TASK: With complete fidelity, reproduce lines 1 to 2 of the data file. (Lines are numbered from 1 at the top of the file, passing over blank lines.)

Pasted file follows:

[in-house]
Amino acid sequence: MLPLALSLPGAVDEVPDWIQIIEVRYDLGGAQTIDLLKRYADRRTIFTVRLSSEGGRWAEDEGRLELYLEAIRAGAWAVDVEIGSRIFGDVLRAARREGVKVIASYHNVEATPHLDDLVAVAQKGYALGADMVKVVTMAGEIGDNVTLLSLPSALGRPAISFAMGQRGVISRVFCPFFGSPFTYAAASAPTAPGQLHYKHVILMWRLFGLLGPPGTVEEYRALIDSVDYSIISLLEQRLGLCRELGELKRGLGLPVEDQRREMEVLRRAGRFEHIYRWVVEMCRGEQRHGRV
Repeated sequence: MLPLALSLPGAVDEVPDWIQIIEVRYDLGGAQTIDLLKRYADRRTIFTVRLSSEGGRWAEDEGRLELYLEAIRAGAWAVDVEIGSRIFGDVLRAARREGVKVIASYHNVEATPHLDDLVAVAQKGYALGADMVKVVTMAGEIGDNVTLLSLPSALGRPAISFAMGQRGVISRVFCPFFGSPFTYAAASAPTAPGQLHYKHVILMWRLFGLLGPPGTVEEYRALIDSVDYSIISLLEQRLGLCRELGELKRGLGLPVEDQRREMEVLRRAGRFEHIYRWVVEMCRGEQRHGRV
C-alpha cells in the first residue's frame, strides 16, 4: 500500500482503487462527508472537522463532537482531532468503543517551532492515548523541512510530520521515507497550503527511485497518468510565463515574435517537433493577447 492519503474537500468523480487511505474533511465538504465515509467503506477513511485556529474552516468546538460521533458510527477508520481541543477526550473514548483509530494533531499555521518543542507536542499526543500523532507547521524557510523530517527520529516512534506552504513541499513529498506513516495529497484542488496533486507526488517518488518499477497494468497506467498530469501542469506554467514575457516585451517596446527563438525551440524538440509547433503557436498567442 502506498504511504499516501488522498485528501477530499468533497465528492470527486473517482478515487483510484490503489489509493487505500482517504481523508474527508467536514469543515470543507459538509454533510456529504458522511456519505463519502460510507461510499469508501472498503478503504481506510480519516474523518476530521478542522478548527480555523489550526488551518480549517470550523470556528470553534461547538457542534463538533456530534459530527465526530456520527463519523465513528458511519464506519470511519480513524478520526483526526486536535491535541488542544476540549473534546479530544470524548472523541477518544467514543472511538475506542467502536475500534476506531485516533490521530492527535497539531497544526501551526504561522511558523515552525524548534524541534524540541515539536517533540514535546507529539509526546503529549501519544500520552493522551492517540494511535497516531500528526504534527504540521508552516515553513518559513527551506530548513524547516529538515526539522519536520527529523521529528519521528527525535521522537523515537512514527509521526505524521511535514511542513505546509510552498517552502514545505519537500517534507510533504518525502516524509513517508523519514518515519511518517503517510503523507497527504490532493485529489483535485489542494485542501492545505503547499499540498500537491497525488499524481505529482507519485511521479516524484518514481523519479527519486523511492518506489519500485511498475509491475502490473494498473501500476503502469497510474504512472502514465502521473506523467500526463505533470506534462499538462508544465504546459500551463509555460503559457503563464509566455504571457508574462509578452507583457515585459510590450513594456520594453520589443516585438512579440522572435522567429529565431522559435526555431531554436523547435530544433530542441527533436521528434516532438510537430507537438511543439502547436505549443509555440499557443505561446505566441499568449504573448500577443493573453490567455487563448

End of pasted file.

[in-house]
Amino acid sequence: MLPLALSLPGAVDEVPDWIQIIEVRYDLGGAQTIDLLKRYADRRTIFTVRLSSEGGRWAEDEGRLELYLEAIRAGAWAVDVEIGSRIFGDVLRAARREGVKVIASYHNVEATPHLDDLVAVAQKGYALGADMVKVVTMAGEIGDNVTLLSLPSALGRPAISFAMGQRGVISRVFCPFFGSPFTYAAASAPTAPGQLHYKHVILMWRLFGLLGPPGTVEEYRALIDSVDYSIISLLEQRLGLCRELGELKRGLGLPVEDQRREMEVLRRAGRFEHIYRWVVEMCRGEQRHGRV